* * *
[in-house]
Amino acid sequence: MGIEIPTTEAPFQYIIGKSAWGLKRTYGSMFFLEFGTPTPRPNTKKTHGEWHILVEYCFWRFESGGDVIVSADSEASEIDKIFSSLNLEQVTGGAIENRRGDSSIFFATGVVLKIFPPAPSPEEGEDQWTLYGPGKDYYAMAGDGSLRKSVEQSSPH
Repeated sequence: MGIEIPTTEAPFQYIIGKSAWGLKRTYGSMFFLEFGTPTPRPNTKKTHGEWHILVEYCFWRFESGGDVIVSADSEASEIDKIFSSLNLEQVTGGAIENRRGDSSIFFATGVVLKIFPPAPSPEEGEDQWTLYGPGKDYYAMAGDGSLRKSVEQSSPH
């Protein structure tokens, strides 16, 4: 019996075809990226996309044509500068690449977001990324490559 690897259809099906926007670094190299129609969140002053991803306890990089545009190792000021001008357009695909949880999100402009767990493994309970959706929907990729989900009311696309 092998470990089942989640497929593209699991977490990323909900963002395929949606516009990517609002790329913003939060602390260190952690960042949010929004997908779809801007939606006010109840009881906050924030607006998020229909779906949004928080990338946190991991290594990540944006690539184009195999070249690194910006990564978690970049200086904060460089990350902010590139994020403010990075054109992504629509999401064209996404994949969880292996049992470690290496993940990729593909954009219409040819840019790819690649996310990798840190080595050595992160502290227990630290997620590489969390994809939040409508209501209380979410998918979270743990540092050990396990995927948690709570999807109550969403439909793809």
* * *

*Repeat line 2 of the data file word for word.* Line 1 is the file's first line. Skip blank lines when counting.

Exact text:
Amino acid sequence: MGIEIPTTEAPFQYIIGKSAWGLKRTYGSMFFLEFGTPTPRPNTKKTHGEWHILVEYCFWRFESGGDVIVSADSEASEIDKIFSSLNLEQVTGGAIENRRGDSSIFFATGVVLKIFPPAPSPEEGEDQWTLYGPGKDYYAMAGDGSLRKSVEQSSPH